Understanding CPR and The Importance of Continuous Oxygen Supply in the Brain
CPR is commonly attributed to the act of pumping the heart of a victim of sudden cardiac arrest in the effort to resuscitate it. Most people do not know that pumping the heart is one of the ways of getting oxygen into the bloodstream and into the brain. Cardiopulmonary resuscitation does not necessary entail the restarting of the heart. The primary purpose of cardiopulmonary resuscitation is to deliver oxygen to the brain continuously.
Oxygen for the brain is fuel for the body’s engine. Without enough oxygen, the brain may experience symptoms such as memory loss, malfunctioning motor skills, lack of focus and decision-making skills, seizure, going comatose, inability to breath, and brain death. These symptoms all occur due to the lack of proper oxygen to keep the brain working properly. These symptoms lead to the disease called brain hypoxia.
Anyone is at risk of cutting off the brain’s supply of oxygen. Those who experience head trauma, or those who do activities that expose them to sustained low-oxygen environments are more susceptible to developing brain hypoxia, as well as those who have hypotension, ALS, or asthma. For victims of sudden cardiac arrests, brain hypoxia is a very common threat, saved only by proper administration of CPR by trained persons.
The brain functions thanks to the supply of glucose and oxygen allowing the nerve impulses to occur within the brain. This is a very energy consuming process hence the need for the continuous supply of glucose and oxygen. A minute without oxygen can cause the brain to shut down and cause small complications such as dizziness and loss of focus. The longer a person lacks the supply of oxygen in their brain, the more complications will arise. It is to say that for victims of cardiac arrest, loss of heart activity directly relates to lack of oxygen in the brain. CPR is the only way to sustain the supply of oxygen as it directly compresses and expands the heart, forcing blood through blood vessels just to deliver it to the brain.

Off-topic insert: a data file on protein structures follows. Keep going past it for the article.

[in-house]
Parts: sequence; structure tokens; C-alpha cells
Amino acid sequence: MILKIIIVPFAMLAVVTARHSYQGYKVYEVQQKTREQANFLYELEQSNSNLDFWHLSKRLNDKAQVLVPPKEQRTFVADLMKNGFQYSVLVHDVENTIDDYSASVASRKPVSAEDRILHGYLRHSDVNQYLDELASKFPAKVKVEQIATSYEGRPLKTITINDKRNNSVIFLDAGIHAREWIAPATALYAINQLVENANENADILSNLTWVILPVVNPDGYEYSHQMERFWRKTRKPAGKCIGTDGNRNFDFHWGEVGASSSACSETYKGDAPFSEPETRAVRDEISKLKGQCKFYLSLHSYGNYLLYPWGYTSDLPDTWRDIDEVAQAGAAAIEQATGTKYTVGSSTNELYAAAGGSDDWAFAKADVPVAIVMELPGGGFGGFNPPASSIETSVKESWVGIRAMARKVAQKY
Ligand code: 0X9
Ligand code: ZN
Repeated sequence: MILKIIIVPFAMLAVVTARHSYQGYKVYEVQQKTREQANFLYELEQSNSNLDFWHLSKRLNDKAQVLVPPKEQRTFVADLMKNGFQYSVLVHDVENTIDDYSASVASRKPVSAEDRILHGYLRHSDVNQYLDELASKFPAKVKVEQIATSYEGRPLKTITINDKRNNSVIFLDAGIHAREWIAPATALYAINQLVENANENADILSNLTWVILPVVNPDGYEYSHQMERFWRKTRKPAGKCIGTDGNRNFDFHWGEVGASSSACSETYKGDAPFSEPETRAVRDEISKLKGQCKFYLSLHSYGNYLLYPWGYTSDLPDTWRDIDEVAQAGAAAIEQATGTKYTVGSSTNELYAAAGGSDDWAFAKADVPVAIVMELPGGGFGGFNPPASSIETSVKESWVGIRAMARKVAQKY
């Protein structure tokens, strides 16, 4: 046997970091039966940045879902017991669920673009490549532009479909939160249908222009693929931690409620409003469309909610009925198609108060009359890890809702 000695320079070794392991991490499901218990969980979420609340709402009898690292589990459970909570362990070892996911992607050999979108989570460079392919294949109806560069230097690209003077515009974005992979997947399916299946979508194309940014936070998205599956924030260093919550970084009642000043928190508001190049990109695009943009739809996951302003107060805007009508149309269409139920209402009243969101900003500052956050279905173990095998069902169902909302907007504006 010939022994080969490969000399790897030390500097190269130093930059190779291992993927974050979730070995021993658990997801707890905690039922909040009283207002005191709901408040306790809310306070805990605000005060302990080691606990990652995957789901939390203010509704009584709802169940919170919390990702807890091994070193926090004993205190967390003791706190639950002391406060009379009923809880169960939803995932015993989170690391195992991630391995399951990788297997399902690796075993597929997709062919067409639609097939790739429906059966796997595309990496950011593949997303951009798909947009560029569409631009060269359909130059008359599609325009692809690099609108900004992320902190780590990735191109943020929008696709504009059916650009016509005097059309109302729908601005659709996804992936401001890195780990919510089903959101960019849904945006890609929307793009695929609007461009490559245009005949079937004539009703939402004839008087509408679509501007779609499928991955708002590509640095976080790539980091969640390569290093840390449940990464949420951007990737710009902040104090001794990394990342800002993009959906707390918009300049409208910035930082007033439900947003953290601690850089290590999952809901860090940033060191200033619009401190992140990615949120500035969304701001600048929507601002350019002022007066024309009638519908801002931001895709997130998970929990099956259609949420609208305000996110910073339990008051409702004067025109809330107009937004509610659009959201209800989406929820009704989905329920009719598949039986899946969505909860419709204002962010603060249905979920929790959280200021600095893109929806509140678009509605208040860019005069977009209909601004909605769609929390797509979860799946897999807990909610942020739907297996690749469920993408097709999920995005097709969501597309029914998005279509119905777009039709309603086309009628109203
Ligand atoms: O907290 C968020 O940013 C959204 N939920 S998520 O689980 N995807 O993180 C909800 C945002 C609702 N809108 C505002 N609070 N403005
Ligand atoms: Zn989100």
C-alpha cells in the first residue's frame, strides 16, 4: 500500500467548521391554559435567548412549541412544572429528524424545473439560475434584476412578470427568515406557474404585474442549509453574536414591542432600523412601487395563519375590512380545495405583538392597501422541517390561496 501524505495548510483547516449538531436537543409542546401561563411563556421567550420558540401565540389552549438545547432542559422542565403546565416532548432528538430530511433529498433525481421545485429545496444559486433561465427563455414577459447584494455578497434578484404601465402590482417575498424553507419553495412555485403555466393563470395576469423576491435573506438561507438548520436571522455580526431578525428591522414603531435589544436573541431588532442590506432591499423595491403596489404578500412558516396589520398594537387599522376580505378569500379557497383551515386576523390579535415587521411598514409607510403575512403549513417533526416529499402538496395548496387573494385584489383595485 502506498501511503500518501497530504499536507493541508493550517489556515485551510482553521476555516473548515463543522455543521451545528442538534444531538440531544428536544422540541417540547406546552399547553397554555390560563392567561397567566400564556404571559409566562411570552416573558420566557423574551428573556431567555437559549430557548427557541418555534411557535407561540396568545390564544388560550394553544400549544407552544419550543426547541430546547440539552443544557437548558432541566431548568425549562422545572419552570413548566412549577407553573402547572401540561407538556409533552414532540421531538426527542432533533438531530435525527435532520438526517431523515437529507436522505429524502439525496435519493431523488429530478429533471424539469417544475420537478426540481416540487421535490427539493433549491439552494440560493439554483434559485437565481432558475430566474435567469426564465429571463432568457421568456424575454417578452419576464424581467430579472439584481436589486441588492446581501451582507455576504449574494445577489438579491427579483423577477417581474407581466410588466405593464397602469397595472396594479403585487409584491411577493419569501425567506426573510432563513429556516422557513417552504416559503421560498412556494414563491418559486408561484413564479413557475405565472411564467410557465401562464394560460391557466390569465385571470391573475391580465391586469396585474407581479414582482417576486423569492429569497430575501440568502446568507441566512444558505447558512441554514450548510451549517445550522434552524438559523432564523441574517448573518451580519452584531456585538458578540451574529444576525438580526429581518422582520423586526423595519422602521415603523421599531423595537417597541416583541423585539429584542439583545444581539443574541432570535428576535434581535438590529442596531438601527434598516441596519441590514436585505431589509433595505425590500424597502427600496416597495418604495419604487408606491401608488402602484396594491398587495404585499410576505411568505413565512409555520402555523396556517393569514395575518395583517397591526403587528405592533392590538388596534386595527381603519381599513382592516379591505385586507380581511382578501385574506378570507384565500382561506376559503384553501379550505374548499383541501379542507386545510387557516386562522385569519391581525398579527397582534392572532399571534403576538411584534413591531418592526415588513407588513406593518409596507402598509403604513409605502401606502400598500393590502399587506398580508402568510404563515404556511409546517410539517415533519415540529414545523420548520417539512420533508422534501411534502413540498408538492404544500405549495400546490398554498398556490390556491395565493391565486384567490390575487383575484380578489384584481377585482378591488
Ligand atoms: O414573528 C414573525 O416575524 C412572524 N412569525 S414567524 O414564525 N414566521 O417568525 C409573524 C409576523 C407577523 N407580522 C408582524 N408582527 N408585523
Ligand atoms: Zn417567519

To prevent brain hypoxia, the most important thing to do is to see a doctor on whether brain hypoxia is a threat to your health due to your activities or any unknown cause. Unexpected deprivation of oxygen is also a possible event, for example during a fire, immediately administering proper CPR will prevent the condition from getting worse fast.
The proper way of administering CPR is through consistent pumping of the chest cavity to make the heart compress and expand naturally. It is important to get the right amount of pressure, as too little will not make a difference, and too much may result in more internal injuries that could complicate things furthermore. For those who want to be prepared in the event that anyone in the vicinity would need immediate CPR treatment, going to training to hone your skill is a great option. Finding the right training program near you can help you become proficient in providing the necessary procedure for those experiencing sudden cardiac arrest and brain hypoxia.